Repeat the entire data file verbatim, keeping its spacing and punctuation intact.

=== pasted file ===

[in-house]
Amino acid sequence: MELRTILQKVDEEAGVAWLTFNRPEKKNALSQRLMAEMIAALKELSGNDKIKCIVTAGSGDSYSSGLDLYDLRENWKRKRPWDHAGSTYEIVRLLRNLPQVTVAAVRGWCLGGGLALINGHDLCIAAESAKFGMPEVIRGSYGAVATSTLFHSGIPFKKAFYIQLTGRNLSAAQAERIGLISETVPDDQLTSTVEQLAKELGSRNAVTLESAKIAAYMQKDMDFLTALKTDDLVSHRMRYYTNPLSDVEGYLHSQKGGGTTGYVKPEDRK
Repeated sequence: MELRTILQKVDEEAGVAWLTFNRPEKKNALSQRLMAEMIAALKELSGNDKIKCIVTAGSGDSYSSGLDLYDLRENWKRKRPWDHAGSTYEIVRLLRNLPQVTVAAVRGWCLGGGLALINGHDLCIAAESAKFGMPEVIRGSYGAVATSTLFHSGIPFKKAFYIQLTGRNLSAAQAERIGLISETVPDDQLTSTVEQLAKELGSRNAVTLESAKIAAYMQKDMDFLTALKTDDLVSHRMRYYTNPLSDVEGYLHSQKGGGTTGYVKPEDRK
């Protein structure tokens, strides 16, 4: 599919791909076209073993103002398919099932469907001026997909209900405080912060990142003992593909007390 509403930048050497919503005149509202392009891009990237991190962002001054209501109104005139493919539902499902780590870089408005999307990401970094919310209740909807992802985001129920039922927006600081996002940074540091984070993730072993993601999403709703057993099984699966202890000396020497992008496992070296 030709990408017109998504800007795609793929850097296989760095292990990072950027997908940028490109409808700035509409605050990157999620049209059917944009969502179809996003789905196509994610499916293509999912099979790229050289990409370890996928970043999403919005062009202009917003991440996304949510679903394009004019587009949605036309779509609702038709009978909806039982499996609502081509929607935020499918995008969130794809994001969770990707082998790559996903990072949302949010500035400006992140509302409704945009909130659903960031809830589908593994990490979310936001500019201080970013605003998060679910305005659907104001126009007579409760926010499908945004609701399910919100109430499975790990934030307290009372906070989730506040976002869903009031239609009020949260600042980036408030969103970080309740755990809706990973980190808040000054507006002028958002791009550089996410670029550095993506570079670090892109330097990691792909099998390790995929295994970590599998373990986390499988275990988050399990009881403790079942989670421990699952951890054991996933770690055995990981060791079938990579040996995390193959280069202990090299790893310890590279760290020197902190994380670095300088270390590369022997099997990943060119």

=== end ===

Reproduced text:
[in-house]
Amino acid sequence: MELRTILQKVDEEAGVAWLTFNRPEKKNALSQRLMAEMIAALKELSGNDKIKCIVTAGSGDSYSSGLDLYDLRENWKRKRPWDHAGSTYEIVRLLRNLPQVTVAAVRGWCLGGGLALINGHDLCIAAESAKFGMPEVIRGSYGAVATSTLFHSGIPFKKAFYIQLTGRNLSAAQAERIGLISETVPDDQLTSTVEQLAKELGSRNAVTLESAKIAAYMQKDMDFLTALKTDDLVSHRMRYYTNPLSDVEGYLHSQKGGGTTGYVKPEDRK
Repeated sequence: MELRTILQKVDEEAGVAWLTFNRPEKKNALSQRLMAEMIAALKELSGNDKIKCIVTAGSGDSYSSGLDLYDLRENWKRKRPWDHAGSTYEIVRLLRNLPQVTVAAVRGWCLGGGLALINGHDLCIAAESAKFGMPEVIRGSYGAVATSTLFHSGIPFKKAFYIQLTGRNLSAAQAERIGLISETVPDDQLTSTVEQLAKELGSRNAVTLESAKIAAYMQKDMDFLTALKTDDLVSHRMRYYTNPLSDVEGYLHSQKGGGTTGYVKPEDRK
């Protein structure tokens, strides 16, 4: 599919791909076209073993103002398919099932469907001026997909209900405080912060990142003992593909007390 509403930048050497919503005149509202392009891009990237991190962002001054209501109104005139493919539902499902780590870089408005999307990401970094919310209740909807992802985001129920039922927006600081996002940074540091984070993730072993993601999403709703057993099984699966202890000396020497992008496992070296 030709990408017109998504800007795609793929850097296989760095292990990072950027997908940028490109409808700035509409605050990157999620049209059917944009969502179809996003789905196509994610499916293509999912099979790229050289990409370890996928970043999403919005062009202009917003991440996304949510679903394009004019587009949605036309779509609702038709009978909806039982499996609502081509929607935020499918995008969130794809994001969770990707082998790559996903990072949302949010500035400006992140509302409704945009909130659903960031809830589908593994990490979310936001500019201080970013605003998060679910305005659907104001126009007579409760926010499908945004609701399910919100109430499975790990934030307290009372906070989730506040976002869903009031239609009020949260600042980036408030969103970080309740755990809706990973980190808040000054507006002028958002791009550089996410670029550095993506570079670090892109330097990691792909099998390790995929295994970590599998373990986390499988275990988050399990009881403790079942989670421990699952951890054991996933770690055995990981060791079938990579040996995390193959280069202990090299790893310890590279760290020197902190994380670095300088270390590369022997099997990943060119």